is a metal that is used to store energy. It is in the micro-capacitor, which ensures that the cell phone battery is quickly recharged. Tantalum is obtained from the mineral ore coltan. The name "Coltan" is derived from the mineral group columbite-tantalite.

Coltan comes mainly from the Democratic Republic of the Congo, but also from Rwanda, Nigeria, China and Brazil.

Problem:Coltan is one of the biggest conflict substances in the cell phone. Because it is mainly promoted in Eastern Congo, where a cruel civil war has been raging for years: rebels occupy the mines and make huge profits from the sale. They use it to buy new weapons and threaten the population. The workers dig deeper and deeper into the earth with shovels to get at the ore. They are poorly paid, although the hardship is life-threatening; the pits are sometimes up to 100 meters deep. Children have to work too. The rainforests, the habitat of the endangered mountain and lowland gorillas, are destroyed for the mining of coltan.


is contained in every cell phone battery together with lithium (obtained from the mineral lepidolite). But not only there: without cobalt, no rechargeable ion battery will work, whether in a mobile phone, laptop, tablet or e-car.
The largest mine in the world is in the Democratic Republic of the Congo - More than 60 percent of the cobalt extracted worldwide comes from this African country. Other countries are Zambia and China.

Problem: Here the workers in often completely unsecured mines put their lives at risk. Children work up to twelve hours a day in the affected mines and carry heavy loads through narrow tunnels dug by human hands. In smaller mines in particular, people work with bare hands or only with very primitive tools, as Amnesty International found out in an interview with some child laborers. Fatal accidents and spills occur time and again in the tunnels.


conducts well and is therefore applied to the contact surfaces of the SIM card or the battery. The 10 largest producing countries include China, Australia, Indonesia, Peru and Ghana.
Problem: Gold extraction is extremely destructive: To get 0.034 grams of gold, 100 kilos of rock have to be moved. The gold is dissolved out with mercury and cyanide. In order to mine gold, the rainforests are being destroyed and people are being displaced and their drinking water contaminated by the chemicals.

Raw materials on a world tour

After mining, the raw materials are processed, often in another country.
The copper extracted from Chile is used for example Further processing transported to Chinawhere most of a cell phone's components are made. But manufacturers also have their smartphones produced in Bangladesh, Vietnam, Taiwan and Indonesia. The devices are often built in another country, such as Malaysia.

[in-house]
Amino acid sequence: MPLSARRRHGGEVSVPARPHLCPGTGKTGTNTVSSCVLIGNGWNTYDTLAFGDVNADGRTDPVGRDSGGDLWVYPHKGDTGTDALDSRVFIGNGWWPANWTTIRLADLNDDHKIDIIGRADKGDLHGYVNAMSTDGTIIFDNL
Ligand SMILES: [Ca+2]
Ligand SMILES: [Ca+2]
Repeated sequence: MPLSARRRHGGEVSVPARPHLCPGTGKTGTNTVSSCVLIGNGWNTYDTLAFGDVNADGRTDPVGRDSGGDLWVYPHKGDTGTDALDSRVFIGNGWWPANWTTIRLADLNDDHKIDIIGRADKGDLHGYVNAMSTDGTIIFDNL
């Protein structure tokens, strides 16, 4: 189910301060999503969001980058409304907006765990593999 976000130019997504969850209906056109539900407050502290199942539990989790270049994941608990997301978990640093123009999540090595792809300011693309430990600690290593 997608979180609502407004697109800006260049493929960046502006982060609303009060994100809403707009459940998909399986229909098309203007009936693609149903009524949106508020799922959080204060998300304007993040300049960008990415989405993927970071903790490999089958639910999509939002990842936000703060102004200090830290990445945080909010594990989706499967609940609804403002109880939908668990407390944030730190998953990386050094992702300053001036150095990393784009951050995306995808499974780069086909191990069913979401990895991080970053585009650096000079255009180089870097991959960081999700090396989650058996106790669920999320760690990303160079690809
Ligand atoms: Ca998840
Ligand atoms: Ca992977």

Some smartphones have to be put together by hand. In factories in Asia, workers toil from morning to evening - mostly for very little money.
After final assembly, the devices are often transported by container ship to European ports and from there by truck to the dealers.

It's a journey with heavy luggage

Strange but true: In the course of its life, a mobile phone consumes a total of around 75.3 kilos of resources - while it weighs only about 80 grams itself. This is what the experts at the Wuppertal Institute for Climate, Environment and Energy found out. You call this consumption an ecological backpack.
The mining of the raw materials devours the largest part: 35.3 kilos. In addition, further processing, transport, use and disposal cost a lot of energy and water.

Recycling -
still a big construction site

We see: Every smartphone is a valuable asset and not a waste, even if it doesn't work anymore. It is therefore important that old or defective devices are consistently collected and carefully recycled. But we are still miles away from that:

Not even half of all disused electrical and electronic equipment is properly collected and recycled. In Germany it is currently 45.08 percent. Since 2019 it should have been 65 percent - that was decided by the European Union (EU).

Precious raw materials are lost

Instead, 40 million tons of electrical appliances end up on the trash every year. This was reported by the UN in 2017. In Germany there are 600,000 tons, On average, each of us produces 22 kilos of electronic waste a year. This also includes smartphones that you could actually still use. Because often only the battery would have to be replaced or they would have to be repaired. But that is usually difficult and hardly cheaper than a new device. That means: The valuable metals such as copper, gold or silver or rare earths are lost.

Electronic waste -
our toxic waste ends up in Africa

Electronic waste is a huge problem because some substances in the devices are poisonous: batteries, cables or circuit boards must be stored specially and must not be burned.